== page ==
The debate over requiring users to register for access to news content rages on in the online news world. On the one hand, it can inhibit traffic by erecting a barrier for users to get content, and traffic is important for attracting advertisers. (Editor & Publisher columnist Steve Outing has some interesting thoughts on this.) On the other hand, the information gained in the registration process can be valuable in targeting users for advertisers and can actually drive traffic through opt-in e-mail newsletters. (Caroline Little, CEO and publisher of Washington Post.Newsweek Interactive expressed her thoughts on this at TKG’s recent ILM:05 conference.)
Some fodder for this debate recently emerged, as reported by Paid Content:
Longtime proponents of registration, the New York Times Company, has seen registration work well for NYTimes.com. Now their own Boston.com has reported more than one million registered users since the registration was put in place nine months ago. True, there is no way of knowing if the site traffic would be significantly greater if a registration barrier were not in place, but the site has been able to acquire valuable user data (i.e. 67 percent of users reside in New England, 54 percent are 25-44, and 29 percent have a household income greater than $100,000). The company has also announced that it is getting about 25 percent over the rate card for the behavioral and demographic targeted advertising that this data enables. Next the company plans on launching a Boston.com subscription service for premium content a la TimesSelect.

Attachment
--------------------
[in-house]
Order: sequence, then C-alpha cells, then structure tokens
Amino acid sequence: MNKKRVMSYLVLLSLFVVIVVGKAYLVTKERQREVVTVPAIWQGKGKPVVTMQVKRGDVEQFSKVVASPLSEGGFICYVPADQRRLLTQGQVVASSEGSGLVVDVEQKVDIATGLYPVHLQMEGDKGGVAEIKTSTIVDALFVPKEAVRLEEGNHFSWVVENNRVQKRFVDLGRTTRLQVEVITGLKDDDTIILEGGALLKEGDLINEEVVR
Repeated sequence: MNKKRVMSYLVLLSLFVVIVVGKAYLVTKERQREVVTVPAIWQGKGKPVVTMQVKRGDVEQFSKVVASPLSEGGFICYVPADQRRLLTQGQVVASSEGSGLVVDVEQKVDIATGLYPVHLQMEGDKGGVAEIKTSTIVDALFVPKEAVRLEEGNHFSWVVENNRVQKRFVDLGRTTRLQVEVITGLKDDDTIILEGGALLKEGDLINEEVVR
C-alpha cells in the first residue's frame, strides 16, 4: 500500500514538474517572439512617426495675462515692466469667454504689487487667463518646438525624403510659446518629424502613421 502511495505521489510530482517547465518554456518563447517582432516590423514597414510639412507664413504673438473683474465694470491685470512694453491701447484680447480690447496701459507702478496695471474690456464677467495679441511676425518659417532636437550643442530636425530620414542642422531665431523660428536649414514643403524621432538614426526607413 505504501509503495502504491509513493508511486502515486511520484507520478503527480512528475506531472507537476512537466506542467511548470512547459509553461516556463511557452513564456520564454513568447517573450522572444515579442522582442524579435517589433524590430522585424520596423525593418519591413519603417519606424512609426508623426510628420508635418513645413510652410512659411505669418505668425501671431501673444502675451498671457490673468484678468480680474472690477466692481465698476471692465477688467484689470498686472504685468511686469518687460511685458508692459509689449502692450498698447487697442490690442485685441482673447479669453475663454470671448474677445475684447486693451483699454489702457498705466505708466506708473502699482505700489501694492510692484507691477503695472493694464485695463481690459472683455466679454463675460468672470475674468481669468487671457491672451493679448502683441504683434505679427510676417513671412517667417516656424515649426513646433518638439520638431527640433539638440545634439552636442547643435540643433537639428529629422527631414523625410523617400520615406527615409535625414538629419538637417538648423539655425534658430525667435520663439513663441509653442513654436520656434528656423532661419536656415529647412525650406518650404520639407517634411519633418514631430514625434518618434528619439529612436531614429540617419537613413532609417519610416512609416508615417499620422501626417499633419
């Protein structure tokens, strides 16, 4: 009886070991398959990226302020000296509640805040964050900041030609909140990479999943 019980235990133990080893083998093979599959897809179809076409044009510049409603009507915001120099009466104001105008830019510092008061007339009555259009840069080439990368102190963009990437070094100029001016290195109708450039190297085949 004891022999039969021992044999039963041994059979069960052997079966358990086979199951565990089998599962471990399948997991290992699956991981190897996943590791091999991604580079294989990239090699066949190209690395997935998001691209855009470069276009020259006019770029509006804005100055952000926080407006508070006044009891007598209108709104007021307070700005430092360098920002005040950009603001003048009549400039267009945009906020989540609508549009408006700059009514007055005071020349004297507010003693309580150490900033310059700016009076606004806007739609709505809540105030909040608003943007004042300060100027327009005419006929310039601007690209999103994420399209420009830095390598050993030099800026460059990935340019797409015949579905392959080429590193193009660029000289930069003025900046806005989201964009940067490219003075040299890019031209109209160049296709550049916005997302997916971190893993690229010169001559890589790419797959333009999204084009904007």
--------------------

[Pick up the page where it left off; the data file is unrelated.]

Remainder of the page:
Meanwhile, the Toronto Star’s TheStar.com removed its main site registration on Nov. 28 (although it still collects personal information for access to some parts of the site).
"We believe that in order to be competitive in the online news and information space, growth of both audience and page impressions will be the cornerstone of our success, Publisher Michael Goldbloom told PaidContent. We believe that the key to that growth is through the removal of all barriers, including registration."
The bottom line is that there isn’t an answer to the debate. If there is an answer, it is that €œit depends. Newspaper Web sites have to figure out what their advertising sales strategy is, who their users are, how savvy they are, and what their threshold for filling out personal information is. These factors will go a long way in devising the best site access strategy.